Some of Dungy's fondest memories from college

STEPHEN HAWKINS AP Sports Writer Published:

GRAPEVINE, Texas (AP) -- Tony Dungy won Super Bowl titles as an NFL player and coach. Still, some of his fondest memories are his college days at Minnesota.

"There is nothing in my life that I've done that's been as much fun as my junior and senior years in college. All things considered, it was a special time," Dungy said Friday.

"I can't even fathom not having my senior year and that experience and just finishing up with the guys that I came in with."

At the NCAA convention, Dungy received the organization's highest award. The Roosevelt Award is presented each year to a person who used their college athletic experience to produce a distinguished career.

After playing quarterback for the Golden Gophers from 1973-76, Dungy won the Super Bowl as a cornerback for the Pittsburgh Steelers and later as coach of the Indianapolis Colts.

The current NFL analyst for NBC broadcasts also works through his Dungy Family Foundation to help improve communities, and has written several books.

In an age when many top-notch college players leave early for the NFL draft, some go to Dungy for advice when trying to decide what to do. What he tells them is similar to what he was told by Olympic basketball player Jim Brewer after first arriving on the Minnesota campus.

"He told me something that I never forgot. He said you're going to have a great four years here, don't cheat yourself out of anything. Take advantage of everything. If you don't come away from this with a degree you will have cheated yourself," Dungy said.

"I tried to take that advice and take in everything, and from the classroom to the athletics to meeting people, building relationships. When I look back at it, it was the best four years you could have."

Of course, Dungy signed with the Steelers out of college for $20,000 and "felt I was happy. That was great."

Now there are millions of dollars at stake.

Dungy said big dollars provide a different part of the equation and he does talk to players about the business part that is certainly a factor. He does recognize there are some risk factors, especially the possibility of injuries in football.

"But here's what I tell most of them. If you go to the NFL, you'll enjoy it and you'll make money and you'll a great career. But if you go, you may regret not playing your senior year in college," he said. "If it's meant to be, you'll go and you'll have a great time in the NFL, but you will never regret coming back. You may regret going."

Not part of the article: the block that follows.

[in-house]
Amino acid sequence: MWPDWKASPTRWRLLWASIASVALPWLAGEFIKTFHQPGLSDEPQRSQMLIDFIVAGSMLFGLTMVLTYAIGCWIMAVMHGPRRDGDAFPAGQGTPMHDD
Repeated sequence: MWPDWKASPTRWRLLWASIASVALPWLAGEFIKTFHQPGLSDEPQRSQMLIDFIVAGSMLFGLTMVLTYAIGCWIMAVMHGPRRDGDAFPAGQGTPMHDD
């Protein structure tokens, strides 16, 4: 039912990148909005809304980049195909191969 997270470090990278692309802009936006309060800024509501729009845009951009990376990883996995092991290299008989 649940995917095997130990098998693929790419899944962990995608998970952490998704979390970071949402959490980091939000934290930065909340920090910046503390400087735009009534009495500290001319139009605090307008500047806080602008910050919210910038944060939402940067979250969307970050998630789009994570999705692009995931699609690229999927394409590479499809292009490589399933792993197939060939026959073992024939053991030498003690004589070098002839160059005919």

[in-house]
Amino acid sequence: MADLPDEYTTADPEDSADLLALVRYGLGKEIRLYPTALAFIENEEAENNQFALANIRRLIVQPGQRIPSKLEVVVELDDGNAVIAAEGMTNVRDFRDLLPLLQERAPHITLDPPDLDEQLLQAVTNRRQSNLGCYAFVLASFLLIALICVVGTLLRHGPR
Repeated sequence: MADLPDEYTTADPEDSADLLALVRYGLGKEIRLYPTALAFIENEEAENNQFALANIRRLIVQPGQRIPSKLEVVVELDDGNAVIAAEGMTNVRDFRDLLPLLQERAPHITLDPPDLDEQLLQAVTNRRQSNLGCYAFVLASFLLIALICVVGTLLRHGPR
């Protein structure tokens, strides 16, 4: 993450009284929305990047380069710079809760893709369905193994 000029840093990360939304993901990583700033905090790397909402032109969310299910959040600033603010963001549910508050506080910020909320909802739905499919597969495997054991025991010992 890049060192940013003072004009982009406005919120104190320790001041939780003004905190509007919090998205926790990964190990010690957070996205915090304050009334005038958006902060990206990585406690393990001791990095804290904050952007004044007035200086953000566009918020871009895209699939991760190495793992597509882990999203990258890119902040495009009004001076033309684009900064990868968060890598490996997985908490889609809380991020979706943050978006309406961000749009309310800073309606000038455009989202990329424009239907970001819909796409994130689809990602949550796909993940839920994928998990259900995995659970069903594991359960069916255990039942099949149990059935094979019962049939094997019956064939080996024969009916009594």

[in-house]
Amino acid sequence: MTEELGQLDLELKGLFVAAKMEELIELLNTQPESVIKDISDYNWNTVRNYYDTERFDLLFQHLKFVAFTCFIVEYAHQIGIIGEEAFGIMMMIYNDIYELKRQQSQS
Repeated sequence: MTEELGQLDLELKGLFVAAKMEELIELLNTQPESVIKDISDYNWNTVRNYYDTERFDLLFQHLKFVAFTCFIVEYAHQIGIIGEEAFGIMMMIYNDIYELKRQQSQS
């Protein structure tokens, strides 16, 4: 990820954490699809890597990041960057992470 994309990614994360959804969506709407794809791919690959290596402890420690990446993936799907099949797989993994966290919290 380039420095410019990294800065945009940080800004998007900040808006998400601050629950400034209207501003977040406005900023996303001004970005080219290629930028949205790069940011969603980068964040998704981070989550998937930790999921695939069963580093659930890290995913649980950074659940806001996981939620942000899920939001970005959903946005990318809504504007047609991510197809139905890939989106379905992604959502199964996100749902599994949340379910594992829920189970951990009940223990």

Along with Dungy's award during the NCAA honors celebration, former Hampden-Sydney College running back Kirk Rohle received the NCAA's Award of Valor.

Rohle and his longtime best friend, Ben Rogers, were teammates from youth football through high school and then at the Division III college in Virginia.

In the early morning hours of Jan. 25, 2012, a house they shared with seven other guys caught fire. Once outside in nothing but boxer shorts, Rohle realized that Rogers was not there, and ran back inside to find his friend.

Following the shouts of his friend, Rogers made his way out of the house though they didn't see each other in the flames and smoke.

Rohle suffered burns over nearly half of his body before getting back out, and it wasn't until he woke up in a hospital four days later that he knew Rogers was OK. Rohle was hospitalized for about six weeks before returning to campus and graduating last summer.

"No one really wants to get awarded something that you wish something that had never happened," Rohle said. "It's kind of like getting the comeback player of the year award where you have to get injured first and go through all the struggles and everything to get back. I guess what I've really learned is this award isn't really just for me."

Rohle, whose scars are mostly covered when he's dressed, said he considers himself a representative for people who have done what he did without any recognition. He has repeatedly told the story, and he and Rogers are soon moving into a new house together.

"Every time I say it, it actually means more," Rohle said. "I'm realizing now that things happen in life and you're going to have challenges. ... I'm hoping this is going to inspire other people when I say it. It doesn't really affect me mentally at all, I don't go back and have flashes or anything like that."